Monday, April 14, 2014

The Case of the Reincarnated Lover: Just Released!

I'm delighted and excited to have released the third book in my urban fantasy series, The Warlock Case Files. This new book, The Case of the Reincarnated Lover, takes Paul and Dafydd into some new directions. For those of you who have been waiting for it, we finally find out Paul's origin and how he became a vampire. A subtle plot point from the first book is resolved and more.

Here's the blurb:
My name is Dafydd Smith, and I'm a warlock. If you've been following along with our story, you know that I, along with my hot vampire partner, Paul, spend our nights (and sometimes my days) dealing with trouble in the supernatural world of Washington, D.C.
We've dealt with ghosts and werewolves, but now it's another vampire who's causing trouble. He's killing others of his kind and upsetting the delicate balance of power in the local vampire community. To make it worse, the rogue seems to have some connection to Paul's past. As if that weren't enough, an old lover of Paul's returns, but not in a way anyone could have anticipated.
And to top things off, I think I'm falling in love! Never a dull moment in my life. You want to find out more. You know you do.
To celebrate the release and to drum up reviews for the book, I'm giving away 10 review copies. You can request your choice of .mobi (for Kindles) or .epub (for just about everything else). Just comment below with your name, email address and format preferred, and I'll send you a copy. Of course a review is not required, but it's greatly appreciated.

Because this is the third book in a series, if you're new to the world of Paul and Dafydd, I'd be happy to send you a review copy of the second book, The Case of the Werewolf Puppy, instead. It stands alone better than Reincarnated Lover, and it needs some review love too! Just let me know in your comment, which one you'd prefer.

Happy reading, and I hope you enjoy the book(s)!

Thursday, March 6, 2014

Warlock Case Files Books Are Available on Scribd!

warlock case files
Oh happy day. I've been a Scribd subscriber for about six months now, and I love the service. Think Netflix for ebooks, and you've got the basic idea. Pay $8.99 a month and read as much as you'd like. It's only available on tablets for now (bummer since I just bought a Kindle Paperwhite), but the app is on iOS, Google Play and Kindle Fire. Here's the link for all versions of the app.

If you read TeleRead, you already know how much I love Scribd. I like them better than Oyster, a similar service, because of price (Oyster is $9.95 a month) and app availability (Oyster is iOS only). Because I do lots of my reading on 7" Android tablets instead of my full-size iPad, I appreciate the multiple platforms. If you want to read more about them, just click on the TeleRead link above. It takes you to all the articles we've written recently about the service.

But enough about them. This post is more about me. When I first learned about Scribd, I wanted to have my books in the service. What's not to like? Readers can try them risk-free. If they don't like them (hopefully not, but possible), they just move on to the next book. Authors get paid as long as readers read most of the book, so it's a win-win for everyone.

Smashwords, my ebook distributor, signed a deal with Oyster last year, and that made me hope Scribd was coming. I'd been looking at two different distributor options, and I finally selected Smashwords because of the Oyster deal. Soon after I'd uploaded my books, they announced the deal with Scribd, and I celebrated. My Warlock Case Files books went live in the service yesterday. It's so cool to see my own books in a subscription service.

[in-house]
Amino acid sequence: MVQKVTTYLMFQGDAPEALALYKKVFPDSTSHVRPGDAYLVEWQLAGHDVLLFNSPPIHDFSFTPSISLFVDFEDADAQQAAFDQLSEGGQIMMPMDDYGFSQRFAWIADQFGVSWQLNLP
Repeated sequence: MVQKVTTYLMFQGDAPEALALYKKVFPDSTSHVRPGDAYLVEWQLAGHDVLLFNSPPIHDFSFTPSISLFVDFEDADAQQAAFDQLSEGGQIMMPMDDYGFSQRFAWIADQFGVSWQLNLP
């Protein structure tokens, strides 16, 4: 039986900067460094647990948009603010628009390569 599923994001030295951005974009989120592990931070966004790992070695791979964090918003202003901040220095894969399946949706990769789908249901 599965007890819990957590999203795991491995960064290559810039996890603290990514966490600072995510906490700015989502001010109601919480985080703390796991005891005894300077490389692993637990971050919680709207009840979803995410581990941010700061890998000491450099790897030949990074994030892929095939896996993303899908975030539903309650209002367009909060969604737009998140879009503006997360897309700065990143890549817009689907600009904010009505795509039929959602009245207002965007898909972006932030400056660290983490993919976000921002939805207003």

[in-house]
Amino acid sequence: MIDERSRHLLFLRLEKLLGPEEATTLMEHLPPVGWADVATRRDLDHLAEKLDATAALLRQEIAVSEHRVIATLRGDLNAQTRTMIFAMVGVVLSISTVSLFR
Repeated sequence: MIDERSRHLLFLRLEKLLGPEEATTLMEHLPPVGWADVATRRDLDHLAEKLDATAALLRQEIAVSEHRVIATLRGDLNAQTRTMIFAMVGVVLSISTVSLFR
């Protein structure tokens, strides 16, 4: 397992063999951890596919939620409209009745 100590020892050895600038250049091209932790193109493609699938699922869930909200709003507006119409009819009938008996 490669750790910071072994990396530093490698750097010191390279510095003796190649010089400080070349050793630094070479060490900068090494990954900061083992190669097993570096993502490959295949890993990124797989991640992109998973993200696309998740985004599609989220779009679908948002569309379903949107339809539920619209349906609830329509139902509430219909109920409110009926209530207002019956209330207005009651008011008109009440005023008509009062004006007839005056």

So, how do you find my books? Well, Scribd's search algorithm leaves something to be desired. Searching for my books by title doesn't bring them up. However, you can always go to my author page and add them to your library.

There's a 30-day free trial for new subscribers, so you don't have much to lose by giving them a try. I read 6-8 books in Scribd a month, so it's been worth the money for me. Let me know if you sign up and read my books!

Friday, February 28, 2014

Looking for books like the Dresden Files? Here's my recommendations

books like the dresden files
Harry Dresden was my introduction to the urban fantasy genre, and his books are still my favorites. However, Jim Butcher is only one guy, and unfortunately, he can only write so fast. We've still got to wait until May for the next book. So, if you are also a fan, you may sometimes go hunting for books like the Dresden Files. I've done that search, and here are my recommendations.

The Iron Druid series by Kevin Hearne is pretty darned close. Atticus is a sarcastic bastard, kind of like Harry, and the books have a similar feel. Hearne has a neat magic system that holds together well, and you'll either love or hate Oberon the talking Wolfhound. The latest book, Hunted, did have a bit too much Oberon and not enough plot for me, so I didn't finish it, but other people tell me it's a great set-up for what's coming in the next book, so I may have to go back and finish it. Up until that book, though, I was hooked.

Next up has to be the Alex Verus series by Benedict Jacka. Verus is a diviner, and while Jacka does stretch my suspension of disbelief sometimes, the way he uses precognition is original and fantastic. Verus feels lots like Dresden without being an outright copycat. I picked up Fated, the first book in the series because of the Jim Butcher blurb on the cover. I'm a couple of books behind in this series, but I'll be catching up soon.

Lots of people add Simon Green's Nightside series to the list. Although I liked the premise (P.I. investigating hidden supernatural world in London), I couldn't warm up to Green's writing. Doesn't mean you won't like it, though.

I'll close with Alloy of Law. It's not modern-day urban fantasy, but it's steampunk meets the Wild West meets fantasy magic, and it's one of my favorite books ever. It has an urban fantasy feel to it, even though it's not set in modern day Earth. The second book is supposed to be out in a year or so, and I can hardly wait.